Toward a Definition of Brotherhood
A common answer I heard during rush was: “it’s just something you have to experience to understand.” I probably said that to recruits as well.
As I’ve moved along in my fraternity journey, I think it’s becoming easier for me to define. Brotherhood is not as vague and intangible as it once was for me.
At this point, if someone were to ask me to define brotherhood in the fraternity sense, this would be my reply:
Brotherhood is the bonding of men of various backgrounds, beliefs, places, and eras around a singular set of life-directing commitments.
This is what allows me to share brotherhood with the men I graduated with, and with the men who graduated a century ago. It allows me to be a brother with someone I disagree with politically, religiously, or in any other way. Because instead of being based on personalities and friendship, brotherhood is based on shared commitments.
A brotherhood is weak or strong based on the degree to which the commitments are made and maintained.
A brother is a good brother if he follows the commitments and helps others follow them as well.
How do I know if the recruitment chair’s claim of the “strongest brotherhood on campus” is true? Or even partially true? By how much the men know, stay true and hold each other true to those commitments.
Brotherhood has to be maintained. Constantly. For the rest of your life. If you choose to stop adhering to the commitments you made, then you fall out of the brotherhood. You stop being a brother, even if you're wearing the letters or your name still appears in the directory.
If a fraternity values togetherness and hanging out, then it is really valuing friendship. This is completely fine. Friendship is an attractive asset for a fraternity. It's also an attractive asset for a residence hall floor. Lot's of places can claim friendship.
Brotherhood is not friendship, although it can create friendship.
Brotherhood is a sacred privilege. It's not easy to maintain. I have a lot of friends in my life, but very few true fraternity brothers.
Brotherhood is unique enough that it is found sparingly. Of course, you find it in families. You also hear it in places where men fight wars together, or enter burning buildings together.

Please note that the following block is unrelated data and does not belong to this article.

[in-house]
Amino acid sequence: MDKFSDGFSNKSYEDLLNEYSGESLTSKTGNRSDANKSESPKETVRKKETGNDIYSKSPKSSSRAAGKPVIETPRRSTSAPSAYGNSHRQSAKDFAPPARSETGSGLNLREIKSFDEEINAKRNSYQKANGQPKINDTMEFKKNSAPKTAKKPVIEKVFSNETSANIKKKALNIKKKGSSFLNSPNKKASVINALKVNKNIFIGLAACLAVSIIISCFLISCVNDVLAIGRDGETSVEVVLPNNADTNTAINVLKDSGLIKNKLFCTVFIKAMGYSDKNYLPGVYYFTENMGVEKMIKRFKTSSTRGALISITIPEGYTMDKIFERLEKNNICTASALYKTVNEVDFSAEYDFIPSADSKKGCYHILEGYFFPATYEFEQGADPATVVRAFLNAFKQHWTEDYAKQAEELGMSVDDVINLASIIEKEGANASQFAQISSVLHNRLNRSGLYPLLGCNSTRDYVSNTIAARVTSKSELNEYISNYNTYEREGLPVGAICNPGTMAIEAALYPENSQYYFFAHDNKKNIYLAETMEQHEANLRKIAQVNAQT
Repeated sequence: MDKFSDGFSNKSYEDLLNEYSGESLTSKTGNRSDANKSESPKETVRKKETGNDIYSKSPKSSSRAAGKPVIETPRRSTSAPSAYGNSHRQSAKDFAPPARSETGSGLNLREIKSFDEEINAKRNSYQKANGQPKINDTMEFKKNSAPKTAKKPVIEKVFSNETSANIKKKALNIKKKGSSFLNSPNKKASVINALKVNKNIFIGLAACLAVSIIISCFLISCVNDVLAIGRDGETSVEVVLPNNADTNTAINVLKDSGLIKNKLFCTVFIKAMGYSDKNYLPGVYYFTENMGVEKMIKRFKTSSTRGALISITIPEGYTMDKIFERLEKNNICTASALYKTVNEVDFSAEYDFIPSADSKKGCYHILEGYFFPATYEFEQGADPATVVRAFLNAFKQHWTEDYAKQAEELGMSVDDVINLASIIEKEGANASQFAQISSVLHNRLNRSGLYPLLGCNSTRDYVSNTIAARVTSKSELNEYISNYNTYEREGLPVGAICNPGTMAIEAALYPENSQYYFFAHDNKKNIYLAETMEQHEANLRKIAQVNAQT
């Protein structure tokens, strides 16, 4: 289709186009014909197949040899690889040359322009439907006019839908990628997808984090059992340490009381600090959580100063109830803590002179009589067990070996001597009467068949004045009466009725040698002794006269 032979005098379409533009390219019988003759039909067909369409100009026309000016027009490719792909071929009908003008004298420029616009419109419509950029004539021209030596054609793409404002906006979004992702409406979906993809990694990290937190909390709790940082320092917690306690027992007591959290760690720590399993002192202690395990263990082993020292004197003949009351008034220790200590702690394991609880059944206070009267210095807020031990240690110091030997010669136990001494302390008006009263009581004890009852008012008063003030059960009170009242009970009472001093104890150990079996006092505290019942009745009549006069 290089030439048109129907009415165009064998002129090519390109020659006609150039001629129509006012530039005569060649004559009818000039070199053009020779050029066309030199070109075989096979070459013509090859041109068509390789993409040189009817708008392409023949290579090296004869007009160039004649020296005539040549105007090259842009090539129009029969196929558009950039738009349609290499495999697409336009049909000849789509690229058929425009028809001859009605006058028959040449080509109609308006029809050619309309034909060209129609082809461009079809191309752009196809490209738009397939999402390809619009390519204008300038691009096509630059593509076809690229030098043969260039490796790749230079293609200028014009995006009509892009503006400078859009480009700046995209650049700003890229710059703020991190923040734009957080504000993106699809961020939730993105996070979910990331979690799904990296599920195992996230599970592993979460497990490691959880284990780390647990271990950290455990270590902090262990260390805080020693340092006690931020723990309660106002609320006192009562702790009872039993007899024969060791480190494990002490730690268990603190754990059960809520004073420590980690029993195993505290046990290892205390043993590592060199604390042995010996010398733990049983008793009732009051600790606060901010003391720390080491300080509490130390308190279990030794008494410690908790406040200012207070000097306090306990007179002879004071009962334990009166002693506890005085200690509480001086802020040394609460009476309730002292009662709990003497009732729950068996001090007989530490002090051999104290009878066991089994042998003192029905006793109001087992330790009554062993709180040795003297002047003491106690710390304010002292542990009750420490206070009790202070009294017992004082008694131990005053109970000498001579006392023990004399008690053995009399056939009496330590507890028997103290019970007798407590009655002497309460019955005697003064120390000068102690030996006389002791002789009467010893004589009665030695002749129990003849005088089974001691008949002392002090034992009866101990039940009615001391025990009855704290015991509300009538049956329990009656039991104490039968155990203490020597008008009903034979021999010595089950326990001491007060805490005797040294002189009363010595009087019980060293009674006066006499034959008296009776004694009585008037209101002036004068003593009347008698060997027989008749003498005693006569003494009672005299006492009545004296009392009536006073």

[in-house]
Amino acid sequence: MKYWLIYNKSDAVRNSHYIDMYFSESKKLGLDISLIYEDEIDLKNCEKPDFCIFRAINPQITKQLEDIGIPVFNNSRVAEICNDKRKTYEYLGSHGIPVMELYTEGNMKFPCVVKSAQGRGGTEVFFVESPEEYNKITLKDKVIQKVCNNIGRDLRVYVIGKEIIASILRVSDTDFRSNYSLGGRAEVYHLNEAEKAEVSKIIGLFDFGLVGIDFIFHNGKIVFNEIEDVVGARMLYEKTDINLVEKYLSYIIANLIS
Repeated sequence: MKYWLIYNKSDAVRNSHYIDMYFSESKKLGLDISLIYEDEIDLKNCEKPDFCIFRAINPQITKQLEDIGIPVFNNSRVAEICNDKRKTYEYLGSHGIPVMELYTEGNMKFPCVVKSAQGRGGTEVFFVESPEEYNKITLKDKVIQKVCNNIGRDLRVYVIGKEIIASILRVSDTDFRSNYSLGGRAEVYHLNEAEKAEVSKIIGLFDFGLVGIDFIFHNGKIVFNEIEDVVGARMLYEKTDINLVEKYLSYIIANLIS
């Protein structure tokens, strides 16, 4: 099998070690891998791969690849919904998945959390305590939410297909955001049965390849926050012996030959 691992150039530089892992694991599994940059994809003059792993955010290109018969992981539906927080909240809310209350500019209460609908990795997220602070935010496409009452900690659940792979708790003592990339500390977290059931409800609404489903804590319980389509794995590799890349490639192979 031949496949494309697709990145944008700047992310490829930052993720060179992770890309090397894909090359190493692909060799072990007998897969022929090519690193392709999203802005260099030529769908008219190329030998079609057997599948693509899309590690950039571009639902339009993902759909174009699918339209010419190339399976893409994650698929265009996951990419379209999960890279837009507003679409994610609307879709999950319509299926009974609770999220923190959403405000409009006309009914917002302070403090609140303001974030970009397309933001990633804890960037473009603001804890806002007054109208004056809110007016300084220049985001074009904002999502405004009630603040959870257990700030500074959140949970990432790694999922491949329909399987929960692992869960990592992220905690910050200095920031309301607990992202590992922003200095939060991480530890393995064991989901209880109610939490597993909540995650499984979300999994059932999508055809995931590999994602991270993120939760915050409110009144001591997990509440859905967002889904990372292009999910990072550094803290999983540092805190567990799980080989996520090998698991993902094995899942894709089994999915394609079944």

Brotherhood is a term you sometimes hear in religion. Brotherhood in fraternity is like religion, but the stakes are not quite so high. There are oaths, obligations, and peer accountability. It’s just missing the whole afterlife thing. [although God might ask you how good of a brother you were]
Why is brotherhood difficult to define? Because done right, it is extraordinary. There is a reason so many brothers stand up at each others' weddings. And eventually eulogize each other. Those moments are reserved for family, or those who might as well be. For those with whom we’ve forged a connection that’s deeper than just beers on Saturday nights, or Spring Break trips together. A connection born on the day we spoke the oaths that made us fraternity men together.
Those oaths made us brothers. And for as long as we pledge to stay true to those oaths, and help each other stay true as well, brothers is what we’ll remain.
I think at this point, that’s how I view brotherhood.
The Character of George Orwell's 1984 Essay examples
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The Character of George Orwell's 1984
Not all the characters in 1984 are rounded individuals like Winston, Julia, and O'Brien. Many have parts like bit players in a stage play, carrying signboards that signal the author's intentions. If you look at them one by one, you'll be able to write about the difference between characters as people and characters as symbols, or emblems.
â€¢ BIG BROTHER
To begin with, Big Brother is not a real person. All-present as he is, all-powerful and forever watching, he is seen only on TV. Although his picture glares out from huge posters that shout, BIG BROTHER IS WATCHING YOU, nobody sees Big Brother in person.
Orwell had several…show more content…
â€¢ WINSTON SMITH
Orwell named his hero after Winston Churchill, England's great leader during World War II. He added the world's commonest last name: Smith. The ailing, middle-aged rebel can be considered in many different lights.
1. You'll have to decide for yourself whether Winston is a hero in his secret battle with Big Brother, or whether he's only a sentimental man with a death wish, who courts his death openly through an illegal love affair and through his alliance with the enemies of Big Brother. a. If Winston is a 20th-century hero, it seems logical for him to keep a diary even though he knows it will hang him. It is right for him to follow his heart and have an affair with Julia. He is doing the only possible thing by seeking out O'Brien and joining the Brotherhood, which is committed to overthrowing Big Brother. Naturally he will defy authorities even after he is captured and tortured, trying to keep one last shred of personality intact.
b. If he's so heroic, why is he so foolhardy? It makes no sense for him to create a permanent love-nest when he knows it will speed his capture. "It was as though they were intentionally stepping nearer to their graves," he thinks. A careful man would never open up to O'Brien without knowing whether he is to be trusted. You can argue that Winston's continuing defiance of the Party after his capture is one more